On the Human Institution of the Church

The conversations we shared during the presentation this week made me reflect deeply on how I experienced the different elements of religion in Go Tell It On the Mountain. I feel like the discourse around an angry/wrathful God, the commentary on love and prophethood, as well as the analysis of the deep and structural flaws of the human part of the Church continue to be relevant time and time again. 

In these conversations, I am reminded of the Vatican’s (somewhat) recent statement of refusing to bless same-sex unions, stating that God “does not and cannot bless sin,” even though many Catholics (including many religious leaders) have acknowledged the holiness of love between committed same-sex couples, and recognize this love as divinely inspired and supported, which therefore meets the standard to be blessed. Instead of focusing on radical love, the human element of the Church is overly punitive and rigidly exclusionary, which in turn further isolates individuals since the Church is supposed to be a reflection of God and His divine will. All the characters in Go Tell It On the Mountain are afraid of God’s wrath, of the day of judgement, and are quick to condemn others as a way to project the fear and shame they feel for not being God’s perfect servant. Every step they take and every action they carry out is weighed down by the all-knowing, all-judging eyes of God, and there is almost no room left for love since everyone is too focused on, for a lack of better word, not messing up. Every character is also weighed down by the judgement of others, who are always quick to find fault in other people’s actions, so it’s not just a theology of an “Angry God,” but also one of an “Angry Church.”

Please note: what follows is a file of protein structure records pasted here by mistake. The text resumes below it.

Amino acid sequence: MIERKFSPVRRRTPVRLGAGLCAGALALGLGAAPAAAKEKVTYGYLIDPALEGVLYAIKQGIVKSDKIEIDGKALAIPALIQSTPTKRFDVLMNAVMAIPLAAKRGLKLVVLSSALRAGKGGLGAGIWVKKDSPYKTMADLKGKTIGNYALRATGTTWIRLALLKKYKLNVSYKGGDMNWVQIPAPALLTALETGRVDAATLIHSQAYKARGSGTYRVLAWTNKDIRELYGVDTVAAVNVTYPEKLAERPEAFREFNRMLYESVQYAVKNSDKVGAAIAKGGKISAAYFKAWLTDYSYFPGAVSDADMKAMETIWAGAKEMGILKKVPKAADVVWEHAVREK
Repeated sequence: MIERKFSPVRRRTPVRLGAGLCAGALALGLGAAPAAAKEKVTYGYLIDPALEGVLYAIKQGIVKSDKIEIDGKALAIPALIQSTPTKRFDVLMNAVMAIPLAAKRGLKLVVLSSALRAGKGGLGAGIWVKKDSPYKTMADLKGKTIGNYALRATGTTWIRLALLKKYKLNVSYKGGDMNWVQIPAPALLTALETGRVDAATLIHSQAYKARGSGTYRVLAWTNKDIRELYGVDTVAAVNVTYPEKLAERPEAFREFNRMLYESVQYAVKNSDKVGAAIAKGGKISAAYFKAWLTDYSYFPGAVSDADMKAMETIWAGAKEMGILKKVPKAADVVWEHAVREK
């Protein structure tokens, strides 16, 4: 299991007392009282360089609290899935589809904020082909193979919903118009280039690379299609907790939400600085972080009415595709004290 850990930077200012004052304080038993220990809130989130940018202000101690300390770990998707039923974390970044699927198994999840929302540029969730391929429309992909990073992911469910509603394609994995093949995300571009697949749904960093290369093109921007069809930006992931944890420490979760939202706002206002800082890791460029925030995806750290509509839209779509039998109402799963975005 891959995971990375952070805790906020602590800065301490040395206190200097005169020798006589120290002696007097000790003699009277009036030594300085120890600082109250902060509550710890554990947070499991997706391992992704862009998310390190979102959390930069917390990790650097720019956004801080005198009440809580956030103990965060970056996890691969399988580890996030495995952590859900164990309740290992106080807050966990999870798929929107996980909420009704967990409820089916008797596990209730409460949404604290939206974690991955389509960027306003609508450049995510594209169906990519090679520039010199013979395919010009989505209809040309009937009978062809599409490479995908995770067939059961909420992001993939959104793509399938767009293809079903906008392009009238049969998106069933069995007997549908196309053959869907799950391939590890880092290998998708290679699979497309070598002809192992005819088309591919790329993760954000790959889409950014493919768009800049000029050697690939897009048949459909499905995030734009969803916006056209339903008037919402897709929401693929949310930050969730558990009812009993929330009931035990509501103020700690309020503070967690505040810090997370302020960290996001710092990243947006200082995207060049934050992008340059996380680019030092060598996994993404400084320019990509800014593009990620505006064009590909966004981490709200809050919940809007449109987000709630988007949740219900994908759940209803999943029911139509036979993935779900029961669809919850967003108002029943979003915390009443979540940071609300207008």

I believe that this is Baldwin’s main argument against institutionalised religion — there is so little room for love, since everyone is so focused on “getting it right” rather than nurturing one another and practicing empathy. The profound sense of isolation that so many of the characters in this novel feel (John, Roy, Florence, etc.) is a result of the disconnect between the love they are taught and the hate they experience. Institutions are primarily interested in maintaining power and social influence (something we can see during Gabriel’s observations of the high priests), and that is best enforced through fear and judgement. Love requires accountability and mutual respect, and is a completely opposing force of power that would force change at a level so radical that the Church as we know it (and the Church that Baldwin knew) would become unrecognisable.

One thought on “On the Human Institution of the Church”

  1. Lan Anh, I am really moved by your idea of the “Angry Church,” as it is something that has weighed down myself, and many others who find themselves questioning institutionalized religion. Reading your idea of how there is “little room for love” reminded me of Baldwin detesting the notion that one should suffer on Earth because the peace and glory will come after death. Either way, I agree that Baldwin rejects many claims the church makes, and would be appalled by the recent statements from the Vatican. Thank you for your thoughts!

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